In Krottner v. Starbucks Corp.,1 the Ninth Circuit Court of Appeals found that three current or former Starbucks Corporation employees had standing to bring claims against Starbucks arising out of the theft of a laptop containing unencrypted, personally identifiable information (PII), despite the fact the plaintiffs had not suffered any financial harm. However, the court also affirmed the district court’s finding that plaintiffs did not have a cause of action for negligence or contract liability under Washington law. In reaching its conclusion that the plaintiffs had standing, the Ninth Circuit found that the possibility of identify theft was “a credible threat of harm” sufficient to meet the injury-in-fact requirements of standing.2
Facts of Krottner
In 2008, PII of 97,000 Starbucks employees was stolen. Shortly after the theft of the laptop containing the unencrypted information, Starbucks sent a letter to affected employees alerting them of the breach and stating that although there was “no indication that the private information had been misused,” Starbucks had partnered with Equifax, a creditwatch service, to offer employees monitoring for the next year, at no cost. Further, the letter requested that, as a precaution, employees “monitor [their] financial accounts carefully for suspicious activity and take appropriate steps to [protect] against potential identity theft.” Starbucks also referred employees to identity theft protection literature from the Federal Trade Commission.3
After receiving the letter from Starbucks, Laura Krottner and Ishaya Shamasa together, and Joseph Lalli separately, filed class action complaints against Starbucks, alleging negligence and breach of implied contract. The substance of the claims was similar among plaintiffs.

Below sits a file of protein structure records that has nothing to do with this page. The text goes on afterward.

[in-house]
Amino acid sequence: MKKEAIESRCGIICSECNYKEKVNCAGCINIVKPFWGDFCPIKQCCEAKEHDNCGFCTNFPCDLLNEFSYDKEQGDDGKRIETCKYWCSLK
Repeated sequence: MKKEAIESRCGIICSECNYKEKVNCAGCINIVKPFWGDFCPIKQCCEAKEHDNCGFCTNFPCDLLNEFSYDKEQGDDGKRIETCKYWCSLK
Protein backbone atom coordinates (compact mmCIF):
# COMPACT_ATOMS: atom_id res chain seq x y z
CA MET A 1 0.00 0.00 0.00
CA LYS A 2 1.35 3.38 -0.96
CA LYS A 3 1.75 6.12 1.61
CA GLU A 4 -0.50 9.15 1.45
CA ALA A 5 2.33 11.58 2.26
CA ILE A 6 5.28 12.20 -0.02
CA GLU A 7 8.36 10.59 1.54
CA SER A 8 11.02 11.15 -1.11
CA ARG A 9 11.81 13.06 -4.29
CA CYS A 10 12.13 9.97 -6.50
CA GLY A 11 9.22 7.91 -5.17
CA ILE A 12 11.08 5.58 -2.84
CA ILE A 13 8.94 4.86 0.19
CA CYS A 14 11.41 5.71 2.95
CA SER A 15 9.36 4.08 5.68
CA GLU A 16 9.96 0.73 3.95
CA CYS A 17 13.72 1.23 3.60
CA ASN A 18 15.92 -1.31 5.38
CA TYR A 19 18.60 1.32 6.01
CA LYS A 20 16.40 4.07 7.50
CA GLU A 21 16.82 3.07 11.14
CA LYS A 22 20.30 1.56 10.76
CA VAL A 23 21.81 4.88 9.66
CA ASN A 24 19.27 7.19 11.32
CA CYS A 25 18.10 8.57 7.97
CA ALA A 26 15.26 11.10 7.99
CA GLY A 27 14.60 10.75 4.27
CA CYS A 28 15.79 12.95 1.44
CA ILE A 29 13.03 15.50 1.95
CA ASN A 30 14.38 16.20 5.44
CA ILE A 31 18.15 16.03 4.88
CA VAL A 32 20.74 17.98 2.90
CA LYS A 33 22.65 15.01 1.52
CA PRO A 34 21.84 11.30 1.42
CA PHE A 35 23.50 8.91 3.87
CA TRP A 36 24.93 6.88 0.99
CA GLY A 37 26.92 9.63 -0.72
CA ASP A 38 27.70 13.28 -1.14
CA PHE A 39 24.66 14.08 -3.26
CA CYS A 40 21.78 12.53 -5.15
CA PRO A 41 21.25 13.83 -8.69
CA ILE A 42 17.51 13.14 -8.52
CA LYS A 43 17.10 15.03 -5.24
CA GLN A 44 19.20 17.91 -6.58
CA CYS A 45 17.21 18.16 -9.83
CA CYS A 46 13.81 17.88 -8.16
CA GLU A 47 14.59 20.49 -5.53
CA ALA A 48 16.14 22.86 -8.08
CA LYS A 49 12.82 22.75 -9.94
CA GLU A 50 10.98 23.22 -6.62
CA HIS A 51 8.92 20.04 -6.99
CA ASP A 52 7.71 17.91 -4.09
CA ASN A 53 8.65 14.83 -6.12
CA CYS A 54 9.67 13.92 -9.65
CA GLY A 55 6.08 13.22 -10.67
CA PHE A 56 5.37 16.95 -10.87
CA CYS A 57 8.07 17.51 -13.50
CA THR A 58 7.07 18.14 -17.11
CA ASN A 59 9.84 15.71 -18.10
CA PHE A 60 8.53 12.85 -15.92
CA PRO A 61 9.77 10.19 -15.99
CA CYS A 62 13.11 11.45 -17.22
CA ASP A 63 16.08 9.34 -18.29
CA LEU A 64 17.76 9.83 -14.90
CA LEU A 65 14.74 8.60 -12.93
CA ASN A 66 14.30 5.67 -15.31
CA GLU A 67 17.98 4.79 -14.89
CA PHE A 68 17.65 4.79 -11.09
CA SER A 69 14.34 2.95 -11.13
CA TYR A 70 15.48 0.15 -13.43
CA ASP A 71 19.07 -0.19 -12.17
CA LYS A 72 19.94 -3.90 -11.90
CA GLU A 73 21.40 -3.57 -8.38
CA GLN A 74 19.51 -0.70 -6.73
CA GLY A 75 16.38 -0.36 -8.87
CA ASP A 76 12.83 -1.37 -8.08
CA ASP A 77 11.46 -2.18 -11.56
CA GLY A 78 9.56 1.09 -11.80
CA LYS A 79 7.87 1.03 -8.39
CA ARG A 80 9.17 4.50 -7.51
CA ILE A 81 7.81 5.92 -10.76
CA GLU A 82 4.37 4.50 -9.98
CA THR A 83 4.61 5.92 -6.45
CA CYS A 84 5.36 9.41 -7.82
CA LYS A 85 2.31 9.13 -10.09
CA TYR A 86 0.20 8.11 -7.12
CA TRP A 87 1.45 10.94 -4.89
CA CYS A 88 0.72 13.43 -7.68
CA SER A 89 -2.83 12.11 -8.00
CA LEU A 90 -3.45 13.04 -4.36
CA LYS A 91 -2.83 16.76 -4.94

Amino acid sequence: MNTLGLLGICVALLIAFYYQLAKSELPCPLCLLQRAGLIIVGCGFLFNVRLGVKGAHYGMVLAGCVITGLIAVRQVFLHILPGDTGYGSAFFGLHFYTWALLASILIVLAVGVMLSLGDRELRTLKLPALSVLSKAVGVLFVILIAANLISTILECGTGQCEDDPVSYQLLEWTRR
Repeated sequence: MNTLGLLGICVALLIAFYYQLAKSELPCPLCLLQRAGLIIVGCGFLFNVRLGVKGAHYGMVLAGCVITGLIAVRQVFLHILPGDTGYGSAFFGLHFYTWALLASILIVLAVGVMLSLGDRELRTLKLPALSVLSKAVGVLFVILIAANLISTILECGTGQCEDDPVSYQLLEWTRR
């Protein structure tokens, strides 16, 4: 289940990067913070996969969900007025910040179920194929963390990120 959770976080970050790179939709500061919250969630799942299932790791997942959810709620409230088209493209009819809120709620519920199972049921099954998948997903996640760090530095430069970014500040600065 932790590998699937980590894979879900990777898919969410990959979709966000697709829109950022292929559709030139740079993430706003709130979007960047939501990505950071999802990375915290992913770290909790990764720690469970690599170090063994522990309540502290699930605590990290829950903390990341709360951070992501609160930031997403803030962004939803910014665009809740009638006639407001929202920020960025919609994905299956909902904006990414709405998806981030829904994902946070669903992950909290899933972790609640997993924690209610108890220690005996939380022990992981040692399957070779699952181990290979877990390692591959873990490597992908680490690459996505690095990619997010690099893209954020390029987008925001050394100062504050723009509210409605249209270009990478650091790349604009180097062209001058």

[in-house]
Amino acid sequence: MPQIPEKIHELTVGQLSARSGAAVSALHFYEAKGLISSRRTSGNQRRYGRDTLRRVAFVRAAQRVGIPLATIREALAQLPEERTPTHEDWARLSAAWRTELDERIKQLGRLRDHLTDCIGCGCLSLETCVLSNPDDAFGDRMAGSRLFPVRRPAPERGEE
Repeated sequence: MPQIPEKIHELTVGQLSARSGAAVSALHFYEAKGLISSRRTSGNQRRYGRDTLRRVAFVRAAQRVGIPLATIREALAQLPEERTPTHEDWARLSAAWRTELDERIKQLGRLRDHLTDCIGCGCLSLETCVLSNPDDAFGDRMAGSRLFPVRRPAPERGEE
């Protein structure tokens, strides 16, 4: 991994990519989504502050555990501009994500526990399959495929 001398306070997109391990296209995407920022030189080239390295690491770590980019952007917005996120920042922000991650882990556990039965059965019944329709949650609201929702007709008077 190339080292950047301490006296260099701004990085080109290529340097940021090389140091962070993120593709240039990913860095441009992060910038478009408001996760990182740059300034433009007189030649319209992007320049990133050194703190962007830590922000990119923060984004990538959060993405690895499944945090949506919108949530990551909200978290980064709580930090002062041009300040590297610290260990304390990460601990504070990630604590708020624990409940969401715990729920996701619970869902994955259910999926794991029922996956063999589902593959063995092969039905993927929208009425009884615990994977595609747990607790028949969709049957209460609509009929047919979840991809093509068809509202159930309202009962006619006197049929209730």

Lalli, who did not enroll in the credit-watch services provided by Starbucks, alleged that the only injury he had suffered at the time of the filing was generalized anxiety and stress, and that he had spent, and continued to spend, substantial amounts of time checking his 401(k) and bank accounts and placing fraud alerts on his credit cards. The remaining allegations related to the risk of future harms that might result from identity theft.
Krottner and Shamasa, who both enrolled in the Starbucks-provided credit-watch services and monitored their accounts, did not allege that any theft or out-of-pocket losses had occurred. Instead, Krottner and Shamasa alleged that they had to be extra vigilant in monitoring their accounts and guarding against future identity theft. Specifically, Krottner alleged that she had been extra vigilant about watching her banking and 401(k) accounts, spending a substantial amount of time doing so, and would pay for credit-monitoring services when the complementary services expired. Finally, Shamasa alleged that a potential breach had occurred when someone attempted to open a bank account with his social security number; however, the account closed before Shamasa suffered any financial loss.
Starbucks moved to dismiss both actions, arguing that the “bare increase in the risk of identity theft is not a constitutionally cognizable injury,” and, therefore, plaintiffs could not allege injury-infact sufficient for the court to have standing to bring the claim.4 The district court disagreed, finding that although that plaintiffs had no “cognizable injury” the increased costs associated with monitoring were a sufficient injury for the purposes of standing.
Despite finding that the plaintiffs had standing, the district court dismissed plaintiffs’ claims, observing that the Washington Supreme Court would likely not recognize claims “based solely on the increased risk of identity theft and associated monitoring costs.” Notably, in reaching its conclusion, the district court observed that, “Starbucks apparently concedes that some degree of monitoring is an appropriate response in the wake of the laptop theft, because it has offered a monitoring served to affected employees. If Plaintiffs have suffered no present injury, then why is Starbucks offering them a present remedy?”5
Plaintiffs appealed the district court’s findings.
Findings on Appeal